FOB sale – payment obligation on buyers to pay into account nominated by sellers – buyers’ email account hacked resulting in payment to incorrect account – buyers liable for loss suffered by sellers
5000 metric tonnes of Romanian sunflower meal was sold FOB Galati, Romania.
Payment was to be in cash within 2 days of presentation of a commercial invoice.
Clause 18 provided that notice to brokers was deemed to be notice to the parties.
Sellers effected delivery and emailed the commercial invoice with payment details identifying an account at the New York branch of Citibank NA to the brokers who forwarded the email to the buyers.
As result of the hacking of one or both the brokers’ and the buyers ‘email accounts, the sellers’ email was never received by the buyers. Instead they received a fraudulent invoice with details of a different account at the London branch of Citibank NA.
Buyers made full payment into the incorrect account.
In due course the error was detected and the money transferred to the correct account.
The deviation resulted in a shortfall of $161 000 which sellers claimed from buyers.
A GAFTA Board of Appeal held that the sellers’ notice to the brokers was good and that the buyers failed in their obligation to pay the full price.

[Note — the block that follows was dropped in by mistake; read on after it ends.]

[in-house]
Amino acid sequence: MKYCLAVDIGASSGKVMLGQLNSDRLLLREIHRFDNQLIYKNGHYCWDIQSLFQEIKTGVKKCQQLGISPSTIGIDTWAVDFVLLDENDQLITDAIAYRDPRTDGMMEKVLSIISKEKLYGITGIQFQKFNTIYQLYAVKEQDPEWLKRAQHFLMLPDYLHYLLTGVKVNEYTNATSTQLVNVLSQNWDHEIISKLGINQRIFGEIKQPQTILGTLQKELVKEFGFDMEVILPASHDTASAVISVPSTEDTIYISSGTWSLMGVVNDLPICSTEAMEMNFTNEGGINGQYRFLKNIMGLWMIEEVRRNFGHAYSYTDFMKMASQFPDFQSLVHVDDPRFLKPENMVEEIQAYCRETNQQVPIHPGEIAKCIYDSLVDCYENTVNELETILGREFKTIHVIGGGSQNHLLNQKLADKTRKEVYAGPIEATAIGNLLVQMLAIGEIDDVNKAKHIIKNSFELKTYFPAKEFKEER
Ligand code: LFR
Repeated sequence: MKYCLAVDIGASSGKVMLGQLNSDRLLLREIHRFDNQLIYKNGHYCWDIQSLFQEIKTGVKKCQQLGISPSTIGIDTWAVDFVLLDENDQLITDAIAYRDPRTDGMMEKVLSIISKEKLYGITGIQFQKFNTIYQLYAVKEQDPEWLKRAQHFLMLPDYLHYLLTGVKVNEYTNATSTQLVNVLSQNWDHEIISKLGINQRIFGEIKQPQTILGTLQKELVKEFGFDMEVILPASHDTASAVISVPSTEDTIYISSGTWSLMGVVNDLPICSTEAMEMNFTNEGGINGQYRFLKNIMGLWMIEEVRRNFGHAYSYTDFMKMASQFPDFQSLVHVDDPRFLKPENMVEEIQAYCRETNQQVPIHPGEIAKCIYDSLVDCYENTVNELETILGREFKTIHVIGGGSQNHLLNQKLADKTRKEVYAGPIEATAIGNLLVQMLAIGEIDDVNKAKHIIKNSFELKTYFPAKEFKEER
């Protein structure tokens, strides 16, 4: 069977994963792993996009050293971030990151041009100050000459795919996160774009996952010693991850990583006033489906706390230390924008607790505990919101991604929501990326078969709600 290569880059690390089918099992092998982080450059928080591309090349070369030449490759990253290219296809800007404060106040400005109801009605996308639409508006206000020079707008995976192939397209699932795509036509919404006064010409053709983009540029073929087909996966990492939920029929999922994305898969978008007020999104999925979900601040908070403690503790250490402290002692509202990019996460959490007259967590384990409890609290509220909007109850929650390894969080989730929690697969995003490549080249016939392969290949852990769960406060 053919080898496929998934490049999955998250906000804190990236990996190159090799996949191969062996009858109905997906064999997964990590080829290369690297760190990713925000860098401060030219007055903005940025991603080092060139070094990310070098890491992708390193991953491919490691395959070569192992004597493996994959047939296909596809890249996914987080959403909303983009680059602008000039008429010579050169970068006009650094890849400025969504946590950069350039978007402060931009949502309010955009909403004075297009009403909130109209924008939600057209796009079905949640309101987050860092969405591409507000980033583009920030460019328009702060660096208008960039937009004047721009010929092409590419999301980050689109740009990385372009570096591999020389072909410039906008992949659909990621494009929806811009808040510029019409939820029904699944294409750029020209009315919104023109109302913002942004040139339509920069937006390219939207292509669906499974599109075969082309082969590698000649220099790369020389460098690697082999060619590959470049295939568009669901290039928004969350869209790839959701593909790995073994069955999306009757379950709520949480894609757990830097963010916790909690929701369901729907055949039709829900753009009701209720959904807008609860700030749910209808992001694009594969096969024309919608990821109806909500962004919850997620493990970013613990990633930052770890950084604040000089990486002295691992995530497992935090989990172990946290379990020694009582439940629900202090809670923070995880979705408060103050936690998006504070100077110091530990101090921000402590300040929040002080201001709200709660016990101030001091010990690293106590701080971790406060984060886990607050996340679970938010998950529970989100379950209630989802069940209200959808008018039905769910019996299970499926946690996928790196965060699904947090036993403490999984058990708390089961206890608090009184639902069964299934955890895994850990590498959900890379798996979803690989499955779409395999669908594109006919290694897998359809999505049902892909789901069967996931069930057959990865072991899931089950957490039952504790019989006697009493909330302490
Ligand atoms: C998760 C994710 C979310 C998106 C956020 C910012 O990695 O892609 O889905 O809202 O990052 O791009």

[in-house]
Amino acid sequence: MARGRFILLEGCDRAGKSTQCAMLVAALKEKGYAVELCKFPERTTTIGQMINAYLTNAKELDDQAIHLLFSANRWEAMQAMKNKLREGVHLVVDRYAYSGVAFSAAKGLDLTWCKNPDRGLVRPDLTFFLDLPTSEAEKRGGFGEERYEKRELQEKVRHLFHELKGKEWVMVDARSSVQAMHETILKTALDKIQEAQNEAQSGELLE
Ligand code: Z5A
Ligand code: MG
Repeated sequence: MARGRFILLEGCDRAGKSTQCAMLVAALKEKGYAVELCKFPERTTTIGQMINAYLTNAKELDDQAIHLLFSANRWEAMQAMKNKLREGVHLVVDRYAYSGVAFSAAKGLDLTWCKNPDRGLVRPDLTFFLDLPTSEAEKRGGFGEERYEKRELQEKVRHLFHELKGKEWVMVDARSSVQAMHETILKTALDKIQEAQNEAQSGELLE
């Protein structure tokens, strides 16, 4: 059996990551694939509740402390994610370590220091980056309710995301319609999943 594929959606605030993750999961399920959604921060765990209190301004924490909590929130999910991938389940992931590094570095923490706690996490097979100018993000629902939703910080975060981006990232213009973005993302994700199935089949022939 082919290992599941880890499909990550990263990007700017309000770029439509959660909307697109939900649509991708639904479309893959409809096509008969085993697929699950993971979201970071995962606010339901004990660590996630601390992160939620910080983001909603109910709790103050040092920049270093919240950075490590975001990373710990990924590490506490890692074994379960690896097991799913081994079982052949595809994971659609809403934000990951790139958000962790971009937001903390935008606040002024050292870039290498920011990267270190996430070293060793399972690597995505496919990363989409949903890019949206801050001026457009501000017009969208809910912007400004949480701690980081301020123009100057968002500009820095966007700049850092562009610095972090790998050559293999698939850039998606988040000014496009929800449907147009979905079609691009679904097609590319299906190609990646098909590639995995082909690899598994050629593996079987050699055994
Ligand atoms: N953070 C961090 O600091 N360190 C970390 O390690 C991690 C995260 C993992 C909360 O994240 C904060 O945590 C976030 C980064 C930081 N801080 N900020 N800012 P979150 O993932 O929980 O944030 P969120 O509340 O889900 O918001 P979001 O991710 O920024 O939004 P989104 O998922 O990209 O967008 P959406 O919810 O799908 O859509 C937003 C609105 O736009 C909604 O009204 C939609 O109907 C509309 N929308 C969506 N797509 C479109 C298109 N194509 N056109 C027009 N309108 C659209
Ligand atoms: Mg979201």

Popplewell J agreed and refused leave to appeal on a question of law under section 69 of the Arbitration Act 1996.
Buyers also relied on section 68 on the basis that the Board had not given them an opportunity to argue the clause 18 point which the Board took meru motu.
Popplewell J agreed that this was a serious irregularity and remitted the question to the Board.
The outcome seems to be correct.
There are useful discussions in the judgment relating to the respective tests under sections 68 and 69, and the nature of the obligation to pay in cash when bank transfers are involved.
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